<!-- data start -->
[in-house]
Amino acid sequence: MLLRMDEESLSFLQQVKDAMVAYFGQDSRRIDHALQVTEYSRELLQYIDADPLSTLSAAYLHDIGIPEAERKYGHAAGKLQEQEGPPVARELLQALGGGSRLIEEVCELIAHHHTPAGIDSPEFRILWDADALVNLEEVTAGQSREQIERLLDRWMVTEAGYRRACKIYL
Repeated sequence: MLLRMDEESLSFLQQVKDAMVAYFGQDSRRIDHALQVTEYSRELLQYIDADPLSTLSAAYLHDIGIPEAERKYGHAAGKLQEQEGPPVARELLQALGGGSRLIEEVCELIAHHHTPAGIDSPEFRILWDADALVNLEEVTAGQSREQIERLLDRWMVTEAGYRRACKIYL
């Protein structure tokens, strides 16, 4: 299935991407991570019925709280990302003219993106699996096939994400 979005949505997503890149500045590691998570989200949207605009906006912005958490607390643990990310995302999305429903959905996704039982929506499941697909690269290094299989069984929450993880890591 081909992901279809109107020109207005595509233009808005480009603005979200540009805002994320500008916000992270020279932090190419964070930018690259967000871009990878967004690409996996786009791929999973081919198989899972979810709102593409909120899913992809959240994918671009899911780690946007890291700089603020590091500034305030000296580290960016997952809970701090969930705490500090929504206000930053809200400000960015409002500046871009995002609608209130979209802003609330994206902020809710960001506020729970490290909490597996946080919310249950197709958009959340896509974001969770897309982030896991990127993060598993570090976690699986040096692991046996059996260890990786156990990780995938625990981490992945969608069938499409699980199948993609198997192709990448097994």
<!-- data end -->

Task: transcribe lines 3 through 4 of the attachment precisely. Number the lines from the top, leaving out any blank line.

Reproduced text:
Repeated sequence: MLLRMDEESLSFLQQVKDAMVAYFGQDSRRIDHALQVTEYSRELLQYIDADPLSTLSAAYLHDIGIPEAERKYGHAAGKLQEQEGPPVARELLQALGGGSRLIEEVCELIAHHHTPAGIDSPEFRILWDADALVNLEEVTAGQSREQIERLLDRWMVTEAGYRRACKIYL
């Protein structure tokens, strides 16, 4: 299935991407991570019925709280990302003219993106699996096939994400 979005949505997503890149500045590691998570989200949207605009906006912005958490607390643990990310995302999305429903959905996704039982929506499941697909690269290094299989069984929450993880890591 081909992901279809109107020109207005595509233009808005480009603005979200540009805002994320500008916000992270020279932090190419964070930018690259967000871009990878967004690409996996786009791929999973081919198989899972979810709102593409909120899913992809959240994918671009899911780690946007890291700089603020590091500034305030000296580290960016997952809970701090969930705490500090929504206000930053809200400000960015409002500046871009995002609608209130979209802003609330994206902020809710960001506020729970490290909490597996946080919310249950197709958009959340896509974001969770897309982030896991990127993060598993570090976690699986040096692991046996059996260890990786156990990780995938625990981490992945969608069938499409699980199948993609198997192709990448097994």